6. 6. Graduate Program in Genetics and Genomics Boston University School of Medicine Year One, Spring Semester 1. Advanced Topics in Genetics and Genomics, GMS GE 702 4 2. Molecular Biology, GMS BI 782 4 8 cr Year Two, Fall Semester Genetics and Genomics Colloquium I, GE 703 2 Year Two, Spring Semester Genetics and Genomics Colloquium II, GE 704 2 Ethico-Legal Issues in Bioscience, MS 610 4 Elective Courses1 Year Two, 4 Elective credits total from the following lists: Fall: Human Genetics, GMS MS 781 4 Genetics and Epidemiology of Disease, GMS MM 701 2 Cellular Aspects of Development and Differentiation, GRS BI 610 4 Computational Biology: Genomes, Networks, Evolution, ENG BE 562 4 Comprehensive Immunology, GMS MI 713 4 Cancer Biology and Genetics, GMS MM 703 2 Pharmacogenomics, GMS PM 832 2 Protein Structure and Function, GMS BI 783 2 Molecular Mechanisms of Growth and Development, GMS BI 787 2 Receptors and Signal Transduction, GMS BI 790 2 DNA and Protein Sequence Analysis, ENG BE 561 4 Gene Regulation and Pharmacology, GMS PM 880 2 Molecular Basis of Neurologic Diseases, GMS MS 783 2 Systems Neuroscience, GMS AN 810 4 Spring: Gene Targeting in Transgenic Mice, GMS BI 776 2 Biochemical Mechanisms of Aging, GMS BI 786 2 Mass Spectrometry and Functional Genomics, GMS BI 793 2 Elementary Biostatistics, GMS MS 700 2 Genetics of Microorganisms, GMS MI 714 4 Growth Control and Cell Transformation, GMS MI 717 4 Teaching Methods in the Biomedical Sciences, GMS AN 804 2 Technology Commercialization: From Lab to Market, MET AD 893 4 1 If student interest exists in taking courses not listed above for elective credit, we will be flexible on this issue and will evaluate each request on a case-by-case basis. 6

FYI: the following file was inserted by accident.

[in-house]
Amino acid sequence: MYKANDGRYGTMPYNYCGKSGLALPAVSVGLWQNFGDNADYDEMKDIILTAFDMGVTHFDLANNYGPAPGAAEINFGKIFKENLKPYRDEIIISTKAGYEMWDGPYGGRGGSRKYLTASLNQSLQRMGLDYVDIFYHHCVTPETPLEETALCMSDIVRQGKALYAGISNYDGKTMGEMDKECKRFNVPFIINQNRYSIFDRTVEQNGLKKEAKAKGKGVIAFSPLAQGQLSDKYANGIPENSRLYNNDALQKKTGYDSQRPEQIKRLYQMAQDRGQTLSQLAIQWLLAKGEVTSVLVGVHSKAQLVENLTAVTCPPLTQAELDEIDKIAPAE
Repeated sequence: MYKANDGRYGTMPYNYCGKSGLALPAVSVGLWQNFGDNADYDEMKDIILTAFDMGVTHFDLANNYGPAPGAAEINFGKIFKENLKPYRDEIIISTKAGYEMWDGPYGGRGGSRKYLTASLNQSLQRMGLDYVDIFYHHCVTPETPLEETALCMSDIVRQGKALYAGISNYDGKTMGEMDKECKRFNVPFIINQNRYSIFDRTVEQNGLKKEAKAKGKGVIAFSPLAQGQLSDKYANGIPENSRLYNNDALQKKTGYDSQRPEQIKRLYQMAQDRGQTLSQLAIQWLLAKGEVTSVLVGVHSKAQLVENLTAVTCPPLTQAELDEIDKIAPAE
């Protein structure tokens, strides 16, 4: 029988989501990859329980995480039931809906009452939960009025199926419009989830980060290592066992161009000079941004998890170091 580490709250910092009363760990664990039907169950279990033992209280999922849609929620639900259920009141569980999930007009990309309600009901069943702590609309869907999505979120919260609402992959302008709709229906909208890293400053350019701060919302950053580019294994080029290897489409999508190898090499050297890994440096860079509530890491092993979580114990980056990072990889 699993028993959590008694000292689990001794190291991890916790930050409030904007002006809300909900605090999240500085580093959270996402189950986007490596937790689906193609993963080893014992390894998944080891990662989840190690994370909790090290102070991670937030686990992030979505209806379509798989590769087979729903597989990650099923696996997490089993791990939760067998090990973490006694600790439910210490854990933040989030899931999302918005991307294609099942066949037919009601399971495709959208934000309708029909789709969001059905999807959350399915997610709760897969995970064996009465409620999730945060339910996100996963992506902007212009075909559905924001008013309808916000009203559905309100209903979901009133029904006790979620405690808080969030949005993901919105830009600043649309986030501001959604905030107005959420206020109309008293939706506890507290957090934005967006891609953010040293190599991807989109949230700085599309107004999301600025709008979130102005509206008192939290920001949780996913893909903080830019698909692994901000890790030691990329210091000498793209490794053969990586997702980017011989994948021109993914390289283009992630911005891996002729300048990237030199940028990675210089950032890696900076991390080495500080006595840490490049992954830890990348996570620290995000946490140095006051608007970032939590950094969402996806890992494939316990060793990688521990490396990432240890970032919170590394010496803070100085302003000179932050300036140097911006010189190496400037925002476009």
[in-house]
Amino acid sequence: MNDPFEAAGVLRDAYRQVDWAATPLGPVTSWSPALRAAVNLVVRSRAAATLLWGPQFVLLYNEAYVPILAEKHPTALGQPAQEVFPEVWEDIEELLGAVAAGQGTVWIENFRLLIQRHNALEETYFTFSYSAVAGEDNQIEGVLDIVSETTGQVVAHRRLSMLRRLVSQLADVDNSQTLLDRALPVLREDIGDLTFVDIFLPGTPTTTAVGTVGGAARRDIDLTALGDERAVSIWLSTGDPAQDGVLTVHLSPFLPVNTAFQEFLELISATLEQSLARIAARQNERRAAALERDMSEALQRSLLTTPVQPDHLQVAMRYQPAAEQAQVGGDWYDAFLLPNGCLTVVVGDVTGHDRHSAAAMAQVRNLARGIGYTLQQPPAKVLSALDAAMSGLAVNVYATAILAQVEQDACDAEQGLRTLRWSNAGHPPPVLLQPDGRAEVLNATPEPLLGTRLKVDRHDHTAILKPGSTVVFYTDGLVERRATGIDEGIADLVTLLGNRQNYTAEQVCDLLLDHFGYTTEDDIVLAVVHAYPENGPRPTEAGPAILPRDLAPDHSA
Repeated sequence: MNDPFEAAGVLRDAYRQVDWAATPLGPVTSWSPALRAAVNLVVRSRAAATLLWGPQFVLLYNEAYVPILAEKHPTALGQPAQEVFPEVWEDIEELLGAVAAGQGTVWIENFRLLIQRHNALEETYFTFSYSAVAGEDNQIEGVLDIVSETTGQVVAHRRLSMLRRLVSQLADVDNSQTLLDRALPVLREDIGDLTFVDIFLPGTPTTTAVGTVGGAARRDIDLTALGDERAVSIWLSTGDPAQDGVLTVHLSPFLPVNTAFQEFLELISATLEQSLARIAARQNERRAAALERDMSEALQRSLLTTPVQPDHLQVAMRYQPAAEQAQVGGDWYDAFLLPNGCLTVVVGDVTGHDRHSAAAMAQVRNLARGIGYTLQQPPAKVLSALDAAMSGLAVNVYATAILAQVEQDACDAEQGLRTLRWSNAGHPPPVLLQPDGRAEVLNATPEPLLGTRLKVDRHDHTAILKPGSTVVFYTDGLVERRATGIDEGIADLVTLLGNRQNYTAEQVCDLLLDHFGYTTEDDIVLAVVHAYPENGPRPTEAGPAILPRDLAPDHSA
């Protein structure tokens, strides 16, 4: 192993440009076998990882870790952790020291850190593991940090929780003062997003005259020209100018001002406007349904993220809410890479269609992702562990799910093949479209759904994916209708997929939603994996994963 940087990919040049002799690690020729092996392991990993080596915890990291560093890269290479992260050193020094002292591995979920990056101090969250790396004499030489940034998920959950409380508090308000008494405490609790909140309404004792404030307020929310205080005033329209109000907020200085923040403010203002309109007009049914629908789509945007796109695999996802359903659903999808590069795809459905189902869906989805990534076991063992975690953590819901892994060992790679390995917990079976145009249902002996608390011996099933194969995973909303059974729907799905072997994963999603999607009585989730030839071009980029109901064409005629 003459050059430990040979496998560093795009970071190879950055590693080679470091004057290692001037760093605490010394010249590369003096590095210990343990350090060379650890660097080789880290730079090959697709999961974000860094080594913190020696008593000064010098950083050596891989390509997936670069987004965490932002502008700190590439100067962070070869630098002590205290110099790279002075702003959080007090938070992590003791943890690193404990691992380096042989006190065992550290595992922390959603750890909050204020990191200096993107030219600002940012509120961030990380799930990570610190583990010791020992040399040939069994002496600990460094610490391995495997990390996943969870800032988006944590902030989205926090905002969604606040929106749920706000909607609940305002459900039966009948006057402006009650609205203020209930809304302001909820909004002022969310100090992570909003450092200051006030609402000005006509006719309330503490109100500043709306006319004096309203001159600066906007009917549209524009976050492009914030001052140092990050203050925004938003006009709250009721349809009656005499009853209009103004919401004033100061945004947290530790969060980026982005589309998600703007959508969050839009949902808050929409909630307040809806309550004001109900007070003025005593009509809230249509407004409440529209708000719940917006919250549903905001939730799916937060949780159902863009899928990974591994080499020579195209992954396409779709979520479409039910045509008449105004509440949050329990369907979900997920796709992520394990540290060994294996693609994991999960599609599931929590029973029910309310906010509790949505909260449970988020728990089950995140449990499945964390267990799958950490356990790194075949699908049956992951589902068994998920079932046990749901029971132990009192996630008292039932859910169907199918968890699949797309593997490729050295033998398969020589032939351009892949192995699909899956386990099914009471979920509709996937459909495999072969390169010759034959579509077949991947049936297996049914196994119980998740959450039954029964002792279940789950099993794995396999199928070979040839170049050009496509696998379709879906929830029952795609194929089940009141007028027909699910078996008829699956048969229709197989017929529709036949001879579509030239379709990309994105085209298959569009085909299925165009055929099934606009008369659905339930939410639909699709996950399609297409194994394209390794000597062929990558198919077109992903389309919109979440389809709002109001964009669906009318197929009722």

7. 7. Graduate Program in Genetics and Genomics Boston University School of Medicine Neuroanatomical Basis of Neurologic Disorders, GMS AN 808 2 Cognitive Neuroscience, GMS AN 811 4 Additional information on these courses can also be found on our graduate courses web site (http://www.bumc.bu.edu/gpgg/gpgg-core-courses), on courseinfo (http://courseinfo.bu.edu) & blackboard (http://blackboard.bu.edu), and on the GMS web site (http://www.bumc.bu.edu/gms). The first year curriculum focuses on foundations in genetics and genomics as well as groundwork in the supporting core subjects of biochemistry, molecular biology, cell biology, and critical thinking. The second year will allow the students to focus their studies on an area relevant to their own dissertation research. For instance, a student in a “molecular mechanisms of cancer” lab may choose from electives that focus on cancer and growth control (MM 703, BI 790, MI 717). If a student chooses to focus their research on developmental genetics, a combination of related courses (GMS BI 787, GRS BI 610) may be more appropriate. In contrast, a student in a computational lab may choose to build on the quantitative aspects of genetics and genomics discussed in Principles of Genetics and Genomics (GMS GE 701) and Advanced Topics in Genetics and Genomics (GMS GE 702) with a more quantitative, model-oriented set of electives (ENG BE 561, ENG BE 562, GMS BI 793). During their first year, graduate students will focus primarily on the coursework described above and on laboratory rotations. Because one of your rotation mentors will eventually become your dissertation advisor, you should take your rotation experiences quite seriously. We will require our Ph.D. candidates to participate in a minimum of three laboratory rotations to ensure exposure to a variety of scientific approaches. Due to time constraints, M.D.-Ph.D. students will have the option of joining a dissertation laboratory after two rotations. The rotations will last ten weeks each, with the dates indicated below. Rotation Choices due to Dr. Dasgupta Dates in Lab 1 9/11/09 9/14/09 – winter break 2 12/18/09 1/4/10 – 3/5/10 3 3/5/10 3/8/10 – 5/14/10 Notably, the first rotation will be conducted with a core member of the Graduate Program in Genetics and Genomics. The M.D.-Ph.D. students often choose to begin their rotations during the summer between the Med I and Med II years; a second rotation can be carried out during the Med II fall semester or after completion of the Med II year over the summer. Both arrangements accelerate the M.D.-Ph.D. student’s thesis lab placement such that they have already joined their thesis lab prior to beginning their first year of Ph.D. study. When considering rotation choices, many variables should be evaluated including area of research, availability of mentor, funding status of the lab, and publication record of the group, to name a few. To help you sort out these issues, please feel free to approach Dr. Kenn Albrecht, our program rotation advisor, as well as the program directors with your questions. 7